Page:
WASHINGTON — Veterans Affairs officials employed more than 6,000 workers — many with access to patients and sensitive personal information — without performing proper background checks, according to a new inspector general investigation released this week.

The news comes just months after the watchdog found that department leaders consistently failed to report potentially dangerous medical providers to outside health systems, a problem which raised patient safety issues not just for veterans but for the public as a whole.

The new report from the inspector general found that mandatory background checks, mandated under federal rules within 14 days of employment, were not handled properly in about 6 percent of new VA hires over a five-year period.

In one case, a registered nurse at an Ohio VA facility worked for 1,452 days before a proper background investigation was begun.

“VA lacks assurance that the (Veterans Health Administration) workforce is properly vetted and appropriate for providing health care to the nation’s veterans,” the report stated. “In addition, initiating background investigations in a timely manner is critical to mitigate the risk to VHA and ensure that unsuitable staff may be removed during the probationary employment period.”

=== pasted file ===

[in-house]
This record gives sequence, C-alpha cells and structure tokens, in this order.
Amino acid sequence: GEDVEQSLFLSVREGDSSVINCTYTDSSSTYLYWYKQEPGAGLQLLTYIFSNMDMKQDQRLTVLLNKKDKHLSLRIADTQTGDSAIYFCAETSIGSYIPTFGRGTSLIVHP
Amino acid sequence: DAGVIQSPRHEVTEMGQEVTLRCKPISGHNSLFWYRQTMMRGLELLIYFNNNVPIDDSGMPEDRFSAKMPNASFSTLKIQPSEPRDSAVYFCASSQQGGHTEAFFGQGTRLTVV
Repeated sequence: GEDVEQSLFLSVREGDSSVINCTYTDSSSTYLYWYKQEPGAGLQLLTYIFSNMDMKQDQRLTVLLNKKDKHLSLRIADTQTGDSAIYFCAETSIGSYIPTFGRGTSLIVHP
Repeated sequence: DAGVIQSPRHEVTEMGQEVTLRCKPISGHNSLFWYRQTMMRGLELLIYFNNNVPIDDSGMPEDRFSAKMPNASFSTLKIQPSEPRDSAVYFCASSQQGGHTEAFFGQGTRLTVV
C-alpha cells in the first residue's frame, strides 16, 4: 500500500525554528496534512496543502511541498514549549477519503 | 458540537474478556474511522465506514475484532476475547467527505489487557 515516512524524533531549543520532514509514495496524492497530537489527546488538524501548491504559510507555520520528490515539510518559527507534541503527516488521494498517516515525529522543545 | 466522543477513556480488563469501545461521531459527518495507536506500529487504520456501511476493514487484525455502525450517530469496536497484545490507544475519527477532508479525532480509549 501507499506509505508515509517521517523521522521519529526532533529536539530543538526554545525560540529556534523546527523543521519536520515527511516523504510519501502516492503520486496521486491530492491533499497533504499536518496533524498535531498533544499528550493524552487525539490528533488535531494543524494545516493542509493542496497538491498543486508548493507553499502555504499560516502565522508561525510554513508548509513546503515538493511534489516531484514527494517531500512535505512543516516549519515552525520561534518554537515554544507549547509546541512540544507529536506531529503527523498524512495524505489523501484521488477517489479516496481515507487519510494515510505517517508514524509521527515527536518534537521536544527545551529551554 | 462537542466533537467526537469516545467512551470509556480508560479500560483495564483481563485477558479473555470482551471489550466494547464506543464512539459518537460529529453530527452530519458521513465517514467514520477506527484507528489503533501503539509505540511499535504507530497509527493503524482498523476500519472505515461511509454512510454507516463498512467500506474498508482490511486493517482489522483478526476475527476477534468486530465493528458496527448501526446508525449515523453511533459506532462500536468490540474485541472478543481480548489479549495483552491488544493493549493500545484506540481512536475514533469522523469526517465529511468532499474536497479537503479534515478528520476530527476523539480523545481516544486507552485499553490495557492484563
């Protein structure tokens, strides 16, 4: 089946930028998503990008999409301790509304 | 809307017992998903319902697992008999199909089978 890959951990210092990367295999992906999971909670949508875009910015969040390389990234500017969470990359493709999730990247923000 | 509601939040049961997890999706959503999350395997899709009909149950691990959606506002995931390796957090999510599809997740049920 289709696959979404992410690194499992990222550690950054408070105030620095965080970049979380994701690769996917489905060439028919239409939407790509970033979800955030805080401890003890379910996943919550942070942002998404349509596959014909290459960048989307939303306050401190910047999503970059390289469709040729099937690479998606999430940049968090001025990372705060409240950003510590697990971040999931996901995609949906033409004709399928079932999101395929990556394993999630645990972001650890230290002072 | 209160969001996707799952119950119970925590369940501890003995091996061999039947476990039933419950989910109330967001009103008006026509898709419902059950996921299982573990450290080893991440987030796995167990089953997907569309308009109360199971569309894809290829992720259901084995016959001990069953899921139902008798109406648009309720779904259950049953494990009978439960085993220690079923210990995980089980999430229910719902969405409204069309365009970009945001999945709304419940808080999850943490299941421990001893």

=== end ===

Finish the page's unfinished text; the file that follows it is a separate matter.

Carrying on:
Investigators blamed the problem on a lack of oversight and mismanagement at the department’s Operations, Security, and Preparedness office, noting that “the absence of adequate oversight controls by OSP and VHA permitted these delinquencies to remain undetected for many years.”

Department leaders said they are already working on fixes for the problem.

OSP officials in a statement to the inspector general said they have a target of reducing delinquent background checks to under 2,500 by this October, and a full review of current processes by September.

But investigators warned that more needs to be done to provide full confidence that VA employees are properly vetted to provide care and handle veterans’ personal medical information.

Leo covers Congress, Veterans Affairs and the White House for Military Times. He has covered Washington, D.C. since 2004, focusing on military personnel and veterans policies. His work has earned numerous honors, including a 2009 Polk award, a 2010 National Headliner Award, the IAVA Leadership in Journalism award and the VFW News Media award.

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